In the 50 years since his death, Orwell has become England's secular saint.by Geoffrey Wheatcroft / February 20, 2000 / Leave a comment
Published in February 2000 issue of Prospect Magazine
Fifty years after his death, George Orwell looms larger than ever. His aura has never been greater, nor his name invoked more often. There is a strange symmetry about his life, death and legacy. His lifetime was almost exactly covered by the first half of the 20th century: he was born in June 1903 and died in January 1950. But it’s the second half of the century which has been “the age of Orwell,” with his shadow lengthening all the time. He captivates us and haunts us. He is cited or prayed in aid by politicians and polemicists on diametrically opposed sides. His name resonates across the world, but in England it has acquired the flavour of a household god.
The real-life Orwell’s last years were a kind of martyrdom: journalistic drudgery; the failure to have children of his own; his wife’s sudden death; the struggle to bring up his adopted son; the slow, horrible death from lung disease; marriage on his deathbed to the frightful Sonia (who didn’t love or desire him and was, according to literary lore, still Cyril Connolly’s mistress at the time).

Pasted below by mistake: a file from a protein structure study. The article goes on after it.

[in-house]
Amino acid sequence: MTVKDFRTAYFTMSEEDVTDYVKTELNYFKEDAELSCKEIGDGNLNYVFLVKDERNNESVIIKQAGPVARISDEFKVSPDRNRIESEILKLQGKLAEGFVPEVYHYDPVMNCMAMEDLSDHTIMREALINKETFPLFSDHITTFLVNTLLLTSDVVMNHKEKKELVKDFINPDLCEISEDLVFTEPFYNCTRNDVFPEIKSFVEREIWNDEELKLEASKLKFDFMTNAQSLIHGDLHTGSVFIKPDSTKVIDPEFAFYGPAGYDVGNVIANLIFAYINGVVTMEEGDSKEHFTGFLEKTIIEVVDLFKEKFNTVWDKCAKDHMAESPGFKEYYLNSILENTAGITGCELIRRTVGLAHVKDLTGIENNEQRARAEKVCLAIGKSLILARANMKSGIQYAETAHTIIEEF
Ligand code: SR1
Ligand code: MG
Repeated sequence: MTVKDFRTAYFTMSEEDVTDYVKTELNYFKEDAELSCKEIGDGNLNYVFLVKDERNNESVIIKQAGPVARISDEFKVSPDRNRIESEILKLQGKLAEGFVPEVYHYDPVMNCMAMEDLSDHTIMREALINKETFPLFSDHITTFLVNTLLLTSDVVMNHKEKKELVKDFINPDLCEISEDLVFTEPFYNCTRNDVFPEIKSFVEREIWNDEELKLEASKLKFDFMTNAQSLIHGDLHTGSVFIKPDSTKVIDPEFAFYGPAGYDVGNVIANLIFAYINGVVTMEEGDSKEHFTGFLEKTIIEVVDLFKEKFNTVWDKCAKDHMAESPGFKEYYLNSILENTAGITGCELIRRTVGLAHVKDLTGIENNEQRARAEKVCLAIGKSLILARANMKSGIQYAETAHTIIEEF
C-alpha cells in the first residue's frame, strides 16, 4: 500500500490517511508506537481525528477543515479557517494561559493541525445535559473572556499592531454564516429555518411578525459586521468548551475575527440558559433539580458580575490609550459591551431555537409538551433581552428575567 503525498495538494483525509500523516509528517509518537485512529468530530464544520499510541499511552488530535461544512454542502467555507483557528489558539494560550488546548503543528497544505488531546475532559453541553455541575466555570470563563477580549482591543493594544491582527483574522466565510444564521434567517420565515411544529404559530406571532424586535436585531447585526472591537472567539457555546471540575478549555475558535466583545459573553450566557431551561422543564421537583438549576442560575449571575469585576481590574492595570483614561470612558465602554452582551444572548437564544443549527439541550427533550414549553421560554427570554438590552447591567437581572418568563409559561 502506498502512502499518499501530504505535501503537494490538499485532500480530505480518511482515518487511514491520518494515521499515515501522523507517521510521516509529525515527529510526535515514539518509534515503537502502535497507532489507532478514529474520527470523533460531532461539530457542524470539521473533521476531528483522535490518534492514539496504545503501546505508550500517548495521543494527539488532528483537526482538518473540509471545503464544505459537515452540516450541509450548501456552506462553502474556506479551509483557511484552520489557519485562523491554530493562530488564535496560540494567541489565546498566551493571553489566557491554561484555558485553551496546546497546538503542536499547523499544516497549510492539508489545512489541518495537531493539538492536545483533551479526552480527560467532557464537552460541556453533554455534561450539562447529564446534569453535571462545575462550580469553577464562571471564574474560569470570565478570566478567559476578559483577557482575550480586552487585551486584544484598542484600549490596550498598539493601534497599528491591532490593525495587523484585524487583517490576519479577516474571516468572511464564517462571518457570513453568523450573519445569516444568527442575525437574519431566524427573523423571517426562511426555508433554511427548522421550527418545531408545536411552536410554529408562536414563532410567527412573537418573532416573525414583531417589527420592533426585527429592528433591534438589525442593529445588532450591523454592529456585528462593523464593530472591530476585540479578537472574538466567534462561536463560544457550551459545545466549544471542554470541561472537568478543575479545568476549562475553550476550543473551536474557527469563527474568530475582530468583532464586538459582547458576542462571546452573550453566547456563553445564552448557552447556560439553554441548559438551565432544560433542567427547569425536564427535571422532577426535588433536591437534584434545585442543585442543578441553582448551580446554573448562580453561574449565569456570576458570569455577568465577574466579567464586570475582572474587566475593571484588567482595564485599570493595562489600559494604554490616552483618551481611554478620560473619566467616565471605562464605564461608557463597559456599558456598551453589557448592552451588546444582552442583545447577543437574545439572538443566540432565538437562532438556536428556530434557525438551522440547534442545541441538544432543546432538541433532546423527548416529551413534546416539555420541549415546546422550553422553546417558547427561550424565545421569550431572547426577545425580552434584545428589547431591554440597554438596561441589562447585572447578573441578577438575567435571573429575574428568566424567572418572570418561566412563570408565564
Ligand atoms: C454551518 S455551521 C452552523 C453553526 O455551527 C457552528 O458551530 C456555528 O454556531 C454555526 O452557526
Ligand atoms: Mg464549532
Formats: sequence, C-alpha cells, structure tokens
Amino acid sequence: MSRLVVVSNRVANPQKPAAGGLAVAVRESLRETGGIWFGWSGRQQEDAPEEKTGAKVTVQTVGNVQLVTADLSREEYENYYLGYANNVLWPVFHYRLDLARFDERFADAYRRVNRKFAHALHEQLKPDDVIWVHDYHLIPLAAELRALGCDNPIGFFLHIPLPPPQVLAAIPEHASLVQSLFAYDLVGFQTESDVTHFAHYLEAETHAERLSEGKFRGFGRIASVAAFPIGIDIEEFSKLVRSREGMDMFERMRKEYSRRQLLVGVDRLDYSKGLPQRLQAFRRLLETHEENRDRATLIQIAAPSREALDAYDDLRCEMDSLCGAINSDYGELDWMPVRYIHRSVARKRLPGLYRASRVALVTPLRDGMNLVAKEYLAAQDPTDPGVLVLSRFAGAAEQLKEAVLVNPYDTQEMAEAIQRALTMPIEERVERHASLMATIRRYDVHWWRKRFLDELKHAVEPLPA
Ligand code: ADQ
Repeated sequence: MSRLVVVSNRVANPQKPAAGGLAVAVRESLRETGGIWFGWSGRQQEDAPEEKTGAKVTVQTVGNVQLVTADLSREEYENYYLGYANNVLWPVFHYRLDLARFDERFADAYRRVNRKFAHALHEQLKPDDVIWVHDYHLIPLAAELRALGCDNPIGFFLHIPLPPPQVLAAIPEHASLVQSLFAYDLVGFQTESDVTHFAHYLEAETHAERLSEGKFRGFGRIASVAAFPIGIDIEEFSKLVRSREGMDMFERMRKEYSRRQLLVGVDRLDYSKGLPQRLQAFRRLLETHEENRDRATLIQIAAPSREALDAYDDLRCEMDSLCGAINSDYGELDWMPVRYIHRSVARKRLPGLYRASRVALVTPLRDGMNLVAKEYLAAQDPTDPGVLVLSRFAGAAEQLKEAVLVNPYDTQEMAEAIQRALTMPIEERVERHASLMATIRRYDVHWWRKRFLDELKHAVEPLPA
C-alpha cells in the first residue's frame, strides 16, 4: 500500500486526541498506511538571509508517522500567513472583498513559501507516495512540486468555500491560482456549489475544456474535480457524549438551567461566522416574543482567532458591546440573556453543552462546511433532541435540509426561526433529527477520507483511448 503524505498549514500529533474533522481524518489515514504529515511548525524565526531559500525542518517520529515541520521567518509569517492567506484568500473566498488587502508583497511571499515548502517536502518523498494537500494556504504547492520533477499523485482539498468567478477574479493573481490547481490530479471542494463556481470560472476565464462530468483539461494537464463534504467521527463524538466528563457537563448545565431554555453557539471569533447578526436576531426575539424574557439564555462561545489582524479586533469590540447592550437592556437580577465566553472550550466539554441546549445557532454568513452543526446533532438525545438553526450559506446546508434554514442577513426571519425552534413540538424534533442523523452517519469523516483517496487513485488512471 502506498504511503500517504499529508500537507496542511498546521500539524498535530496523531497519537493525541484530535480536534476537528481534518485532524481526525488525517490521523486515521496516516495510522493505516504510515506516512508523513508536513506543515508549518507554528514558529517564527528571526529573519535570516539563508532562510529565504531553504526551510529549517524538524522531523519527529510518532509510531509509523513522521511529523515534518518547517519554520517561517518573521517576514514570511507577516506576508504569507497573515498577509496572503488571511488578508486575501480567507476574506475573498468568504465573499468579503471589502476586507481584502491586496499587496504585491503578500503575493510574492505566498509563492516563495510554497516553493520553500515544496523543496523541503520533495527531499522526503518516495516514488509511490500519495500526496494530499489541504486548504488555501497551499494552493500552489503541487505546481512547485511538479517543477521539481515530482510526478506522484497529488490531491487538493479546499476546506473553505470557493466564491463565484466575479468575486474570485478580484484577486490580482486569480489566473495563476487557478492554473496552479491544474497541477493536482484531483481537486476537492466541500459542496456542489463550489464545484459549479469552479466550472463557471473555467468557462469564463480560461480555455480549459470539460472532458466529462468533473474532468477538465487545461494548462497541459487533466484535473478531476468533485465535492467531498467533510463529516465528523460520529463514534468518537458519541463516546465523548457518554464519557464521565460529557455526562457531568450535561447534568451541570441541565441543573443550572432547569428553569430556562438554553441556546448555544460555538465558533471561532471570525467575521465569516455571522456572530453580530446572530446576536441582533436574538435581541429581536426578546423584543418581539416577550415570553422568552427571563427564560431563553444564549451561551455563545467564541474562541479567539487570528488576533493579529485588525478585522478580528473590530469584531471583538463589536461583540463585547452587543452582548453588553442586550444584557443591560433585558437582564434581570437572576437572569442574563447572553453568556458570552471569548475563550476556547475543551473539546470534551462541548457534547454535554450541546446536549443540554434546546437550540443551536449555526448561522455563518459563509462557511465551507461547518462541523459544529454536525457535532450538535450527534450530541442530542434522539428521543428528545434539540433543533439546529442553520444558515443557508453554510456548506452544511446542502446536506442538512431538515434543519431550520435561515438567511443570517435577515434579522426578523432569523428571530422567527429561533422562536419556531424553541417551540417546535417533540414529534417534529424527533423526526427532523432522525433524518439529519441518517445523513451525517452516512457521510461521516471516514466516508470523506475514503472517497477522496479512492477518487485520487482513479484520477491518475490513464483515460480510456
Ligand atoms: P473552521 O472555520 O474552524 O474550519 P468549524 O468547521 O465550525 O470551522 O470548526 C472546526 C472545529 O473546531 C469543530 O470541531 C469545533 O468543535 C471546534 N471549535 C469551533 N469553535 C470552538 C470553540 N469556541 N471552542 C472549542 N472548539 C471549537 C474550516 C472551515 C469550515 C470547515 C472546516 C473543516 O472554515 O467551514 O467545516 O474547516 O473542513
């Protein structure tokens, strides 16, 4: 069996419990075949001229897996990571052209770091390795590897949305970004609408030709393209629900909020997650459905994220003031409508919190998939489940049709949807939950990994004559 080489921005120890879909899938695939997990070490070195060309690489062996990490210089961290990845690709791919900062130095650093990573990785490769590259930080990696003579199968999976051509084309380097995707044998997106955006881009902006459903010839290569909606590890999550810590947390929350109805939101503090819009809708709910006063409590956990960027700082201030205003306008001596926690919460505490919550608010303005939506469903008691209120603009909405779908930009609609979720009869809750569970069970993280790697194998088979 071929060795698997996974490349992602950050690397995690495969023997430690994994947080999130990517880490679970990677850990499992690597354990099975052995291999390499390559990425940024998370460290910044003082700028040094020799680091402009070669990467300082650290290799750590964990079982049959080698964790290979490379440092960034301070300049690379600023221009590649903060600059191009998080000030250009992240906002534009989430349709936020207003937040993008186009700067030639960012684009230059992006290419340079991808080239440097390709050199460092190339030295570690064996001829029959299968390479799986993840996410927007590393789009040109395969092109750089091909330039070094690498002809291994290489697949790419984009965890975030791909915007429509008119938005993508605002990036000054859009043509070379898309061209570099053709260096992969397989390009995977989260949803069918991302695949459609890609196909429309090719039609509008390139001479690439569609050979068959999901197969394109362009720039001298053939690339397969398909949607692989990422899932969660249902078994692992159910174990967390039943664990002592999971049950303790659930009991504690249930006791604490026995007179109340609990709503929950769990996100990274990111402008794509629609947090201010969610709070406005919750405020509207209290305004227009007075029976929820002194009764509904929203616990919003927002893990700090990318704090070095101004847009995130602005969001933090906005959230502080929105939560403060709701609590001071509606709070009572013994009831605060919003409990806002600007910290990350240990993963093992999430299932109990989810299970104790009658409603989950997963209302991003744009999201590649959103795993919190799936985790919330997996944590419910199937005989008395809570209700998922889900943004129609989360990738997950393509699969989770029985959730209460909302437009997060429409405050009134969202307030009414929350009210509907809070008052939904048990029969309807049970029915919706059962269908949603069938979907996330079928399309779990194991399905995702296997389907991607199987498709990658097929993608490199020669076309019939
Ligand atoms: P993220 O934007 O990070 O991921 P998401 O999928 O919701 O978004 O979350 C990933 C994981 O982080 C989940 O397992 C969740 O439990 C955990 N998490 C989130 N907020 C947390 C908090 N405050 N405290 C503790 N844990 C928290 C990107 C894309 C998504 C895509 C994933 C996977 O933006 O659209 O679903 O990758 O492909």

All this was only made more bitter by the irony that he had become famous and rich just when it could help him no more. Orwell might have echoed Mozart’s wistful complaint that he was paid too much for what he should not be doing and too little for what he should: compare the international bestsellerdom of Nineteen Eighty-Four with Homage to Catalonia, now one of his most admired books, which sold fewer than 700 copies in its first two years.
In the 50 years since his death, he has become a secular saint, his cultus growing wider and wider. In many ways, he is the English writer of the 20th century. Compare him with the remarkable generation to which he belonged. George Orwell (or Eric Blair) was at Eton with Connolly and Anthony Powell, both friends later in his life, not to say with Robert Byron and Henry Yorke (“Henry Green”). If he had gone to Oxford, as he might have done if family finances had allowed, he would have been there with Graham Greene, Evelyn Waugh, Kenneth Clark and Claud Cockburn. A little later came “the nancy poets,” as Orwell called WH Auden and Stephen Spender.